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Explorer ○○

Re: How do you determine your retirement allocation?

As I approached retirement 15 years ago I realized that the "accumulation phase" was a lot easier than the "wind down phase" and that my "mental agility" would probably be winding down in the "wind down phase". So just prior to retirement I went with Wells Fargo Advisors for my IRA and even at 1% of assets per year we have done very well over these retirement years.  (I still manage my other investments and Deferred Comp account).

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Explorer ○○○

Re: How do you determine your retirement allocation?

Great comments.  That Otar study is interesting. Had not heard of it.   More or less says make sure you have saved enough, i.e. 25 years of expenses.  After that is depends on inflation and return risk.  Go with the allocation you are comfortable with, don’t overspend and don’t waste time on much else!

I have gravitated to most in balanced funds and let the managers handle it!   Other funds in stock and bond indexes for longer term or the kids.  Fiddling with various monte carlos doesn’t gain anything!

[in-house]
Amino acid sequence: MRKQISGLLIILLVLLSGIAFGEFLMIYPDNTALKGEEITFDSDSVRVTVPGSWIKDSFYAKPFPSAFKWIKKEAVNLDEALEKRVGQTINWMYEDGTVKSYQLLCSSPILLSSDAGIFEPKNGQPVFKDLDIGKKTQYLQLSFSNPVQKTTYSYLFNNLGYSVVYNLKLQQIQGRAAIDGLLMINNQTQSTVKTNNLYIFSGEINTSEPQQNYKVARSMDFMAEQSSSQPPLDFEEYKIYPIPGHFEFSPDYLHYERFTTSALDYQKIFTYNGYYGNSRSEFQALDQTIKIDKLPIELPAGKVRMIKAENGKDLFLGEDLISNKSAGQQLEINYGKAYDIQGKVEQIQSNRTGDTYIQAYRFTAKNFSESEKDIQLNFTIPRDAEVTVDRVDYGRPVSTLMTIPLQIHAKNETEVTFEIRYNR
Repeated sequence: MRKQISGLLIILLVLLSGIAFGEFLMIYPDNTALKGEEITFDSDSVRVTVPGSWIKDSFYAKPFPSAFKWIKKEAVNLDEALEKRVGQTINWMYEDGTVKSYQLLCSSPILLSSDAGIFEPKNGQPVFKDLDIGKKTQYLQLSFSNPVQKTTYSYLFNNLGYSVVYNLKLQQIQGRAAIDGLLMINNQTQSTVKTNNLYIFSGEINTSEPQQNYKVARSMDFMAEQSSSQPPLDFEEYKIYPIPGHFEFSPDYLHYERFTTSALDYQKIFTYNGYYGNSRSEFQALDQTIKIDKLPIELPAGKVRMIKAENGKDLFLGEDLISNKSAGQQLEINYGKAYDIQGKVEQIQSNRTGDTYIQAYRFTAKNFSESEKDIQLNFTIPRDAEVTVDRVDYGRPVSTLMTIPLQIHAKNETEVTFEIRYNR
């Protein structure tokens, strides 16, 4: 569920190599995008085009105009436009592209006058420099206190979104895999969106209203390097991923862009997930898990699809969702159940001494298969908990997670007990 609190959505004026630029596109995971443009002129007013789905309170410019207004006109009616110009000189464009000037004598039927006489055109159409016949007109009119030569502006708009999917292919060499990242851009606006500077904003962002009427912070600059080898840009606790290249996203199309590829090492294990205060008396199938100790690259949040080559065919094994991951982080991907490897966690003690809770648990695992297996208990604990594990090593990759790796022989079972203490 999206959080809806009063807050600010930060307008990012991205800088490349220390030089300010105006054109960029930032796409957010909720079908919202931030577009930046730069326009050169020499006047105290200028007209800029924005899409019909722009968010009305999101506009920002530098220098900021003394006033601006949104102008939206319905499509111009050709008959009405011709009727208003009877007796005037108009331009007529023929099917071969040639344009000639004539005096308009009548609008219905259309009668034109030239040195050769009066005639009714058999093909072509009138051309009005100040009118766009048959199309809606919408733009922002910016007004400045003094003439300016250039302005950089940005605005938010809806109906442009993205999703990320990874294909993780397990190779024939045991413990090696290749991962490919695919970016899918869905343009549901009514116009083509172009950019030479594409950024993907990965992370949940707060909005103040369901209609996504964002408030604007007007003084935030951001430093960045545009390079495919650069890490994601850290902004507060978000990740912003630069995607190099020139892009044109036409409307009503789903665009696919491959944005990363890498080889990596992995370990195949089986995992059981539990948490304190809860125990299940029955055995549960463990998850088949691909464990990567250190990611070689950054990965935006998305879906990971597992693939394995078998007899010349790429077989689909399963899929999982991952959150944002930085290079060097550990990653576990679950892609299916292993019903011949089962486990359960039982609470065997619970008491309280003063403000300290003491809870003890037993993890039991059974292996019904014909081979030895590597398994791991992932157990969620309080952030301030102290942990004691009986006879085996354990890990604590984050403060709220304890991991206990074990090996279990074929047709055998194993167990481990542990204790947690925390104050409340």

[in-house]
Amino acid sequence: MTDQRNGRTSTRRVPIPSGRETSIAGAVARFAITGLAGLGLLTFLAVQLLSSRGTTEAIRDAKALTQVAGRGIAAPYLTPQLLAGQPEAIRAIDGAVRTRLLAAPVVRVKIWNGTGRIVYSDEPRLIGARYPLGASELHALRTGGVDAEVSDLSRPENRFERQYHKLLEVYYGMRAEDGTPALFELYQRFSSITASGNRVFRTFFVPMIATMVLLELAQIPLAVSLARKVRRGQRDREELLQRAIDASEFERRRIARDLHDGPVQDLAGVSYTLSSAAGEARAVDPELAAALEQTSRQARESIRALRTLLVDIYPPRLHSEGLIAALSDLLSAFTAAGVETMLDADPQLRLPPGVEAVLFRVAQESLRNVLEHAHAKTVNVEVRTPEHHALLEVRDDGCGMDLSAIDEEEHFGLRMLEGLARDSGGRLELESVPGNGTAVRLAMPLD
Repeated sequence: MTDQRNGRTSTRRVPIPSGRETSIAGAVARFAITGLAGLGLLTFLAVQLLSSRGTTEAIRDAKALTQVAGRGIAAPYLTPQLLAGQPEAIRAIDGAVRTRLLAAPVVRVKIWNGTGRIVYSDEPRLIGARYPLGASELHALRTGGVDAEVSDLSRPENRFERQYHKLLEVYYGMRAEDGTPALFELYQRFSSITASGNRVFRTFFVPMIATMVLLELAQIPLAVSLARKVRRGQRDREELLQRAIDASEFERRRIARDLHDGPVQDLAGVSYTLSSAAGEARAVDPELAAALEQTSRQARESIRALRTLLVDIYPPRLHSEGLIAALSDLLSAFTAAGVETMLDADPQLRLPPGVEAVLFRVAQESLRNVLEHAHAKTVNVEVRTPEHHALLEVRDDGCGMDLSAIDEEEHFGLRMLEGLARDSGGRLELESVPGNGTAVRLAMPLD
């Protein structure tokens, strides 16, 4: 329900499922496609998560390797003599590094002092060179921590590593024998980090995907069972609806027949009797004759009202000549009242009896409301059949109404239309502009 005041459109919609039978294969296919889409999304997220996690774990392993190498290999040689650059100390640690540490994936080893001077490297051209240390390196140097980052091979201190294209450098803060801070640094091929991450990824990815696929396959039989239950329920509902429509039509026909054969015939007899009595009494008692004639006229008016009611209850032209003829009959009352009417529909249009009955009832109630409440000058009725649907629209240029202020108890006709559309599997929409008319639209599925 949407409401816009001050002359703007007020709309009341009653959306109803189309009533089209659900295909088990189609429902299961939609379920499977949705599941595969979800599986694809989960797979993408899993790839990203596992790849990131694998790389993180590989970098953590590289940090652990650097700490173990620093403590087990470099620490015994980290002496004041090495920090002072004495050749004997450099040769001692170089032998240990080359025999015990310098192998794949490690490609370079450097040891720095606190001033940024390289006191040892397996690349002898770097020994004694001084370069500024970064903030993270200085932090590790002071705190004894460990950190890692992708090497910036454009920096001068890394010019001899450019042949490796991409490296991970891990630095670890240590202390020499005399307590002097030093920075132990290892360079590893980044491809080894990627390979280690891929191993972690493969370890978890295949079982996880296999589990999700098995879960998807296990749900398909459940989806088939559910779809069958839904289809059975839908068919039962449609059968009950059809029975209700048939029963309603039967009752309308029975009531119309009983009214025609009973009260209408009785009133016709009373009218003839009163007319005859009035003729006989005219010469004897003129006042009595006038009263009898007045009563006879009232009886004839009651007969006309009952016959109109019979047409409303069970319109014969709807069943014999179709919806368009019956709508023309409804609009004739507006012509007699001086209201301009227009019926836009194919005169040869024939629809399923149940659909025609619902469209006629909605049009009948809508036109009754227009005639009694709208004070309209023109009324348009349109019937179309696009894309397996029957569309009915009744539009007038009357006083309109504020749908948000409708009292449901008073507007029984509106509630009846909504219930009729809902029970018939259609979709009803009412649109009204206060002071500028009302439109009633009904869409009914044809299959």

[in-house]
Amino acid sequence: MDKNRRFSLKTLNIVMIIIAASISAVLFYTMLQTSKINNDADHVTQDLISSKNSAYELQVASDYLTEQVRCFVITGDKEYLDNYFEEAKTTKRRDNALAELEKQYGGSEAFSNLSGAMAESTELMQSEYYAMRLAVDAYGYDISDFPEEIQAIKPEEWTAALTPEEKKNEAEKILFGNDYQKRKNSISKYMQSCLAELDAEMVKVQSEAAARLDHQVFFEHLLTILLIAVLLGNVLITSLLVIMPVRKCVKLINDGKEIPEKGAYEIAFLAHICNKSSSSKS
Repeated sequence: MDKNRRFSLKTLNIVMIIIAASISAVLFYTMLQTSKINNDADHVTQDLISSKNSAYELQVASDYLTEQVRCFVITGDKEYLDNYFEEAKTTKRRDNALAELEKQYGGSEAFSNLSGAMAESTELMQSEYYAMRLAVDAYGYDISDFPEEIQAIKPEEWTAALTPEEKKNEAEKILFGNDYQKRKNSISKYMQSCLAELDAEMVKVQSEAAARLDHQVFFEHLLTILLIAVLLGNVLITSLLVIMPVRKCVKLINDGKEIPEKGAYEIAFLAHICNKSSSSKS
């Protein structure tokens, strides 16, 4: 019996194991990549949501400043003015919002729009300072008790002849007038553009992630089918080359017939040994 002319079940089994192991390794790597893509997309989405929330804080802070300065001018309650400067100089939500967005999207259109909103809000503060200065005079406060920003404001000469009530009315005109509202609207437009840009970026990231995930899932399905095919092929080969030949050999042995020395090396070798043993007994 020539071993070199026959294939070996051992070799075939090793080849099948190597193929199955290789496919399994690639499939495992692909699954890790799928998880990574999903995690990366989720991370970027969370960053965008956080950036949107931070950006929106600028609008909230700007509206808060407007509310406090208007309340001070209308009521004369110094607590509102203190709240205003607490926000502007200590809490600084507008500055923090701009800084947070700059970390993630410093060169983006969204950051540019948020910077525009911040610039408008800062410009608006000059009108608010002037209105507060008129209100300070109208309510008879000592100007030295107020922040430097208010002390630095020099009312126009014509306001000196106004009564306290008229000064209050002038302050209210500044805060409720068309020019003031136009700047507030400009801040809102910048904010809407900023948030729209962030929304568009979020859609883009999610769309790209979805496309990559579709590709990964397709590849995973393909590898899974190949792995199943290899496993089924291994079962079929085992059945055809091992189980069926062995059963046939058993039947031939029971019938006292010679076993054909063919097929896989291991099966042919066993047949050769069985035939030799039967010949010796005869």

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Explorer ○○

Re: How do you determine your retirement allocation?


@Lefty wrote:

 Go with the allocation you are comfortable with, don’t overspend and don’t waste time on much else!

 


You’ve just summed up the best retirement investment strategy, bar none. 

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Participant ○○

Re: How do you determine your retirement allocation?

Just to add a small bit to the commentary here. Specifically, location decisions may be as important as allocation decisions. Once you are retired you may think you're pretty free to move about. But the costs of living matter, and the tax environments matter.

We had an incentive to remain in Michigan when I retired -- compared to other states that we considered (Wisconsin, New York, Maine, and Oregon). No state tax on Social Security income. No state tax on income from my main 403b retirement plan (it's interpreted as a "government pension"  because I worked at a state university). No state estate tax.

We may, however, have overemphasized the importance of cost-of-living and tax environments. There are non-monetary considerations which truly can be counted as potential costs. The major one for us is proximity to extended family, and almost as important is proximity to our favorite vacation spots. For us the latter is Maine. Traveling to Maine was out of bounds this summer.

So by staying where we are in retirement our income and savings go farther and last longer. But there are costs to doing this. We're having second thoughts. These are induced in part by the onset of the COVID-19 era. Our kids live in NY, and are largely home-bound or work-bound.